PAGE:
Wisconsin voters defy stay-at-home orders with polls open

Tribune Content Agency

Wisconsin proceeded with its primary on Tuesday and voters defied stay-at-home orders to wait as long as two hours to cast ballots in the first state to hold an in-person election since the coronavirus pandemic sent Americans into their homes.

At least a dozen states postponed primaries or switched to voting by mail since the outbreak, but Wisconsin moved ahead after Republicans blocked several legal challenges by Democratic Gov. Tony Evers to delay the election and barred officials from keeping absentee balloting open for a week.

Voting rights experts say the changes effectively disenfranchised thousands of voters who didn’t want to risk contagion at polling places and sought absentee ballots after Evers ordered Wisconsinites to stay at home in a state that had 2,440 cases and 84 deaths as of Monday.

“It’s a colossal failure,” said Wendy Weiser, vice president for democracy at the Brennan Center for Justice at the New York University law school.

With many poll workers choosing to skip the election, some towns and cities in Wisconsin drastically cut the number of polling places, while Evers called out the National Guard to help balloting. Each voter received his or her own pen to mark ballots and “I voted” stickers were eliminated.

Milwaukee had five polling places open instead of more than 180 that are normally open.

Patrick S. Tomlinson, a science fiction author who lives in Milwaukee, spotted a long line at the Riverside University High School polling station in Milwaukee Tuesday morning. He said it took 10 minutes to walk from the front to the end of the line, in part because voters were keeping the recommended six feet apart from one another.

“It was massive,” he said. “I’ve been voting in every election since moving to Milwaukee eight and a half years ago, and I’ve never seen anything like it.”

Erik Forkin, 23, a software developer in Madison, said that about half of the poll workers at his voting place in a senior center weren’t wearing masks or protective gear.

“That seems problematic when they’re dealing with hundreds of people,” he said.

Andrew Hitt, head of the Wisconsin Republican Party, blamed municipalities for the lines at some polling places.

“Cities that have long waiting times to vote could have opened a sufficient number of locations to prevent long lines,” he said. “Local elected officials and election planners need to answer to their constituents as to why they’ve chosen not to use resources at their disposal when the vast majority of polling locations across the state are running smoothly.”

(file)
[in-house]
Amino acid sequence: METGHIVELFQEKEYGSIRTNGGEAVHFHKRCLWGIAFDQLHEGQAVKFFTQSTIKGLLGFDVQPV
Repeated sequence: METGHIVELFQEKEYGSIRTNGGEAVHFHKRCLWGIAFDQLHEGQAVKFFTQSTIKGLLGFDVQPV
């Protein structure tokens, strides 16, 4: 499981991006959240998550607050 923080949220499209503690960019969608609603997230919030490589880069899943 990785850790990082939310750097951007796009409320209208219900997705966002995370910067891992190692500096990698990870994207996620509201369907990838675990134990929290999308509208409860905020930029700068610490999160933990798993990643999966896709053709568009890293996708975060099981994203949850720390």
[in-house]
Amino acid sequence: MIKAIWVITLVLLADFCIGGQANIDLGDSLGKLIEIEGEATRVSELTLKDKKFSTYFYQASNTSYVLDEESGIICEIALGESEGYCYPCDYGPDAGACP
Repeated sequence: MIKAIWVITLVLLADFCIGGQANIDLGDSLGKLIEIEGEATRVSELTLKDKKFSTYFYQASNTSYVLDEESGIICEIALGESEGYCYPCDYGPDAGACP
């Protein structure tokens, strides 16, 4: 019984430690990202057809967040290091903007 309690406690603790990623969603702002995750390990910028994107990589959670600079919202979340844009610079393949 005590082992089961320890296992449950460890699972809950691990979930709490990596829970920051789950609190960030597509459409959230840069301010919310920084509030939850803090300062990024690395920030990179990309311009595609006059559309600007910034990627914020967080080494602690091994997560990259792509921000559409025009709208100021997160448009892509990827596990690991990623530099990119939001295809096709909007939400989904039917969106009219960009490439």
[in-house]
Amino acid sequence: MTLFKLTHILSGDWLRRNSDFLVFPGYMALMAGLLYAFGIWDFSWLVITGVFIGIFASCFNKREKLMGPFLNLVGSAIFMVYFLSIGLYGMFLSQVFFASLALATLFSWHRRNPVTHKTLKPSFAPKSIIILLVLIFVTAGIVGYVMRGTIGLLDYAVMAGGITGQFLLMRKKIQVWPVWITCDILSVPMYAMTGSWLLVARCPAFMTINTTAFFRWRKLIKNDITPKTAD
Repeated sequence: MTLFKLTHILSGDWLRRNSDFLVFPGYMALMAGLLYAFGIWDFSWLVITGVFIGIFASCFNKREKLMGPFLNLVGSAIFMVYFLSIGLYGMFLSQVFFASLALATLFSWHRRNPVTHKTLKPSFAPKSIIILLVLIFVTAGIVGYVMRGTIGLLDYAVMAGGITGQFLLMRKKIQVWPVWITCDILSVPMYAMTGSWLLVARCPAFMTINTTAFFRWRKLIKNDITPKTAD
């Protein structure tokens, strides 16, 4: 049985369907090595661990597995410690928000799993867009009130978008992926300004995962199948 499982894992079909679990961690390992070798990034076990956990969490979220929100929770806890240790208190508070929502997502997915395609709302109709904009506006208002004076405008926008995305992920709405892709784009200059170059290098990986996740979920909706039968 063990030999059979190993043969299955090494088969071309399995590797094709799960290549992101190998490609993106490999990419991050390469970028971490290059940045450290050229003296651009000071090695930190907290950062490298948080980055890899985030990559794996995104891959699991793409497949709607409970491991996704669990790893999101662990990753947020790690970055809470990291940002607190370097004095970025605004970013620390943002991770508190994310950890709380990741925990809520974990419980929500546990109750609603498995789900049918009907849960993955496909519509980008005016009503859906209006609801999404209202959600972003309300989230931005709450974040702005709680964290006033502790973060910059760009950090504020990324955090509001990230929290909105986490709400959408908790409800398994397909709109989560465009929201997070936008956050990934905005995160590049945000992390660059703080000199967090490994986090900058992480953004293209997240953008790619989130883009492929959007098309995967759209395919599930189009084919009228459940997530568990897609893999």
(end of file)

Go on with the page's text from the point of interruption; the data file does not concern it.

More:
Milwaukee county clerk George Christenson said he was still upset that the election was being held at all, saying it was putting voters’ lives at risk.

“This election is being conducted as safely as possible, but there is no 100% guarantee that people will not be affected or harmed health-wise,” he said.

Former Vice President Joe Biden, who is on the Democratic ballot in Wisconsin and is expected to win the state handily against Bernie Sanders, said last week that voting in the election should be safe, though he thinks the Democratic National Convention this summer in Milwaukee might need to be held virtually.

“A convention having tens of thousands of people in one arena is very different than having people walk into a polling booth with accurate spacing with 6 to 10 feet apart, one at a time going in, and having the machines scrubbed down,” he said.

President Donald Trump urged voters to “get out and vote” for an incumbent state Supreme Court justice, despite holding daily briefings at the White House in which he and government public health leaders have discussed the virus’s dangers.

“Wisconsin, get out and vote NOW for Justice Daniel Kelly. Protect your 2nd Amendment!” he tweeted.

Both the state Supreme Court and the U.S. Supreme Court issued rulings on Monday that forced the state to proceed with the primary.

The state court, voting 4-2, agreed with Republicans who had argued that the governor lacked the authority to change the date of the election.

The ruling came hours after Evers issued an executive order suspending the in-person voting on Tuesday and asking the legislature to postpone it until June 9 or a date of their choosing.

In a separate blow to Evers on Monday, the U.S. Supreme Court reinstated a deadline for mailing absentee ballots in the primary.

The justices required that all absentee ballots be postmarked by Tuesday, rejecting a district court judge’s decision last week that extended absentee balloting by a week to April 13. That had led to multiple lawsuits, with the state and national GOP seeking to stop the judge’s order with the last-minute request to the U.S. Supreme Court.

The high court divided along ideological lines, with the five Republican appointees in the majority. In an unsigned opinion, they said the district judge’s order would “fundamentally alter the nature of the election by allowing voting for six additional days after the election.” The court’s four Democratic appointees dissented, saying the rights of tens of thousands of people would be affected.


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